However, you determine to post, do it on a regular schedule. Your followers will expect it. Don’t let them down, or they will bolt.
Content – Obviously, the Critical Key
Unless your posts engage and compel, you will not grow a following, and without a following, there will be no conversions and sales. Instagram is visual, so you know you must focus on photos, drawings, videos, etc. You can do many things with that content:
- You can tell stories – You can post photos and videos of yourself and your staff at work. Anything you can do to humanize your brand develops connections with your audience.
- If you support charitable causes, post photos or videos of your participation. Today’s Instagram consumer is generally 35 and under, and this demographic wants to do business with companies that demonstrate social responsibility
- You can tell stories of your happy customers – post them using your product or service. ModCloth does a great job of this.
- How-to videos are popular – WD-40 uses them to show the variety of uses (now up to about 2000) of this little product
- Geico and Progressive have the gecko and Flo – they have Instagram accounts.
- Get a theme. That’s what Nathan Chan of Foundr did. He posted inspirational quotes layered on amazing photos as backgrounds
- Create compelling, entertaining, inspirational captions
Engage Your Audience
The more interaction you can gain, the better.
- Do whatever you can to encourage commenting and discussion. And ALWAYS respond personally.
- Offer freebies or discounts if a viewer will share your post with five people
- Run contests with deadlines and then post the winners.
- Ask questions; take surveys; solicit photos and videos from followers and customers
Leverage Your Profile
Your business account allows profile features that personal account holders do not get. Be sure to leverage these:
- This is the one place on Instagram where you can provide a link to your website
- Use your profile to create your brand “voice” – is your business professional, casual, a bit cheeky? Consider the difference between Rolex watches and Red Bull. Every business has a “personality.” If you struggle with writing up this profile, get some professional help from a creative writer or journalist. They can be found on freelance sites like Freelancer, or at writing services like Get Good Grade.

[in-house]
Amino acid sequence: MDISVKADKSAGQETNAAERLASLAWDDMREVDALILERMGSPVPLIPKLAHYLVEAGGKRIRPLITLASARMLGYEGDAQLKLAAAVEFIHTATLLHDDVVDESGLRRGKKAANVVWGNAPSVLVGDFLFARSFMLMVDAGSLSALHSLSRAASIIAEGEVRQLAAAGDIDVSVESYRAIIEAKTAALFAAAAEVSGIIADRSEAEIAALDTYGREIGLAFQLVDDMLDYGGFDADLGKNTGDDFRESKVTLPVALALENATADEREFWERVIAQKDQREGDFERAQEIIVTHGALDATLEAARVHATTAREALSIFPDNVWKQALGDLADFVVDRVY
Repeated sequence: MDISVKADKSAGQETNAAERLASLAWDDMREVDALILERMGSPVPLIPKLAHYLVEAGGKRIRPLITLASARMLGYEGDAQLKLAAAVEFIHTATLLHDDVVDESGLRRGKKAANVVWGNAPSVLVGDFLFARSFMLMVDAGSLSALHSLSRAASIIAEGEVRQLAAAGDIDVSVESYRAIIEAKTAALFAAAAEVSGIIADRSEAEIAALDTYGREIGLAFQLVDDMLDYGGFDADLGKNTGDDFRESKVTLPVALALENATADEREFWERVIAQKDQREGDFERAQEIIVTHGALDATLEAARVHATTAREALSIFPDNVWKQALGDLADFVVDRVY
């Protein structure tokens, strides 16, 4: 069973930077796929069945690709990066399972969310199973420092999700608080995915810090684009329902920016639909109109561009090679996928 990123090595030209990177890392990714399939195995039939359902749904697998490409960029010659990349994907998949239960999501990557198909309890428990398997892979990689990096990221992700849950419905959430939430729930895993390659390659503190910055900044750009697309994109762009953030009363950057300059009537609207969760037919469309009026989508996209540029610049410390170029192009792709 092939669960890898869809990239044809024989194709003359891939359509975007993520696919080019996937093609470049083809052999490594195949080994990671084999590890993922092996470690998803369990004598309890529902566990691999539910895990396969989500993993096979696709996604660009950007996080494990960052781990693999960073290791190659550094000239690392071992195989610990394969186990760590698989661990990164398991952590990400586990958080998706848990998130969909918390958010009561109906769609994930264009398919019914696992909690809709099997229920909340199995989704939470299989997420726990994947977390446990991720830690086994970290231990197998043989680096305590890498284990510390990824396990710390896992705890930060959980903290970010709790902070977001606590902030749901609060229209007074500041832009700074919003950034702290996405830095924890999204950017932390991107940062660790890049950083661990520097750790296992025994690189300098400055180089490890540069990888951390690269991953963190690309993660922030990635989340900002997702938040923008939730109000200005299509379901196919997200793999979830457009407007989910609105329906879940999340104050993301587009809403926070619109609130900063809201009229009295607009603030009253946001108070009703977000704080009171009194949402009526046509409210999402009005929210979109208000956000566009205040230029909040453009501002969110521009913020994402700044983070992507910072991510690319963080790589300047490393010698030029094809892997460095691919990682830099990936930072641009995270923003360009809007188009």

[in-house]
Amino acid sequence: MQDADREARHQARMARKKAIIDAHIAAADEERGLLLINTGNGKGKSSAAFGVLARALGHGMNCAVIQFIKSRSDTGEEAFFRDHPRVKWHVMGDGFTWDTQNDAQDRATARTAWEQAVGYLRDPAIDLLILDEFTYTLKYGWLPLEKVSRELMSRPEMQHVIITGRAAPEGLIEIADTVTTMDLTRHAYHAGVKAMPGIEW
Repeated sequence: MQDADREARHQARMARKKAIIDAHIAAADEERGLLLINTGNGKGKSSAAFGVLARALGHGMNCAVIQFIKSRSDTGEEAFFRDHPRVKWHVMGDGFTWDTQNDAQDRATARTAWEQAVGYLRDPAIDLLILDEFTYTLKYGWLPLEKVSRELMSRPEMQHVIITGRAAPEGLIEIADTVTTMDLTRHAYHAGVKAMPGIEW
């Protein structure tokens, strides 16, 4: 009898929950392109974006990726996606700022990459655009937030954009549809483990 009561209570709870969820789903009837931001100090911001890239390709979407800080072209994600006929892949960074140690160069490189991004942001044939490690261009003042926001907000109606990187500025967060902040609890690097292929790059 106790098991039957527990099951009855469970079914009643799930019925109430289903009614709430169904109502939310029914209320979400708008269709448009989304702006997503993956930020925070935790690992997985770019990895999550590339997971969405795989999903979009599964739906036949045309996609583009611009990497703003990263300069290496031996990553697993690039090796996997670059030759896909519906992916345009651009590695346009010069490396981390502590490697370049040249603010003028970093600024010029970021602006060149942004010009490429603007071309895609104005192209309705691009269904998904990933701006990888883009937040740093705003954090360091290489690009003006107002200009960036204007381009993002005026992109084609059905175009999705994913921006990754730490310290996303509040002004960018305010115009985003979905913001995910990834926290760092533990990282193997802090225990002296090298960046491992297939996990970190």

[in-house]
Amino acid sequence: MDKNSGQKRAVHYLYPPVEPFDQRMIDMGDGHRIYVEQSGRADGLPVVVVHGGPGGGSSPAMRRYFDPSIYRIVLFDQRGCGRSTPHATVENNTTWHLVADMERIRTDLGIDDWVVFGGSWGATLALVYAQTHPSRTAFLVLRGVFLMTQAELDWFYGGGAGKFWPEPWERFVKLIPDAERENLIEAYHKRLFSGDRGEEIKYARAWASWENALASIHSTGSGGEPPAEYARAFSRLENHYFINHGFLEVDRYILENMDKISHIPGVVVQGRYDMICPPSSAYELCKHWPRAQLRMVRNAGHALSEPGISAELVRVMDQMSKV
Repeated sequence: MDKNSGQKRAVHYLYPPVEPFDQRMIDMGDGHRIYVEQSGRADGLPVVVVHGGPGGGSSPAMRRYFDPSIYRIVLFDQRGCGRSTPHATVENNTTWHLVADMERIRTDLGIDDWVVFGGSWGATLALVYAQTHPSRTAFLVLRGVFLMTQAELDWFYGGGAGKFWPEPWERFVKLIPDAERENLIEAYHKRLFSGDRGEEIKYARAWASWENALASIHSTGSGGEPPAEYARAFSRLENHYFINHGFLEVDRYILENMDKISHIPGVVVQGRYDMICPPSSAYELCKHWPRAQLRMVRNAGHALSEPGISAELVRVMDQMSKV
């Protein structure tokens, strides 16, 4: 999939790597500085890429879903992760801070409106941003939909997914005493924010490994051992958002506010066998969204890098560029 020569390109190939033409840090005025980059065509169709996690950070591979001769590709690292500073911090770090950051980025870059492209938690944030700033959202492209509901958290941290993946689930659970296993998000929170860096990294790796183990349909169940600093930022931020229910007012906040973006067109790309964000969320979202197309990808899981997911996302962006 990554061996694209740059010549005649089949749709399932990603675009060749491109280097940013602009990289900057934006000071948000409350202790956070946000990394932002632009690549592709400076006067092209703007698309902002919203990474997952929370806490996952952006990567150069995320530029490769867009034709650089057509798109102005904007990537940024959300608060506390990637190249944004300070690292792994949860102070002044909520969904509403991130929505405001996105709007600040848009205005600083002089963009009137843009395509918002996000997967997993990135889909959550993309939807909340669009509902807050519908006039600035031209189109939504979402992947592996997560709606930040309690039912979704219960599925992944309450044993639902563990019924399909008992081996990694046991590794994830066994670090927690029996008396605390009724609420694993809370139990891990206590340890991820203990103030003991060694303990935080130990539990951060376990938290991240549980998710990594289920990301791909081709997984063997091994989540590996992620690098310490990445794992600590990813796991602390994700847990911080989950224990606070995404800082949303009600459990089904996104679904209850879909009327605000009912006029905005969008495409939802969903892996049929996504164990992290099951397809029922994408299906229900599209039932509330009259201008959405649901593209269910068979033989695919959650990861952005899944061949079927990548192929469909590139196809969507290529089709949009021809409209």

- Include hashtags and perhaps emoji to further your “voice”
- Consider using your logo as a profile picture
- Be sure to include your contact information
- You can also include a call-to-action button for contact, email subscription, etc.
These make your account easier to find for consumers who search on Instagram. You may want a branded hashtag, of course, but consider others as well. If you sell gardening tools, for example, you will want to create hashtags related to gardens, plants, etc. See what hashtags your competitors are using and use variations of those.
Use Instagram Ads
The beauty of Instagram Ads is that you can target your audience and you can include CTA buttons that will allow users to take action directly from your ad. This makes it a lot easier for your targets to get to your website, to a promotion, etc.
Measure the Success of Your Efforts
Instagram offers an entire array of metrics that you can track – it’s part of having a business account. Use these analytics tools to track the growth of following, the success of specific posts and/or ads. Start with the Instagram Insights tool and then, as you grow, there are other external analytics tools that you can use too.
Ready, Set, Go…
There you have it – a checklist of 10 tasks that will put your best foot forward on Instagram. There are others of course, and you will learn them as you go along. But these ten will be the first and most important.
Guest contribution by Natalie Andersen, digital marketer, entrepreneur, and enthusiastic blogger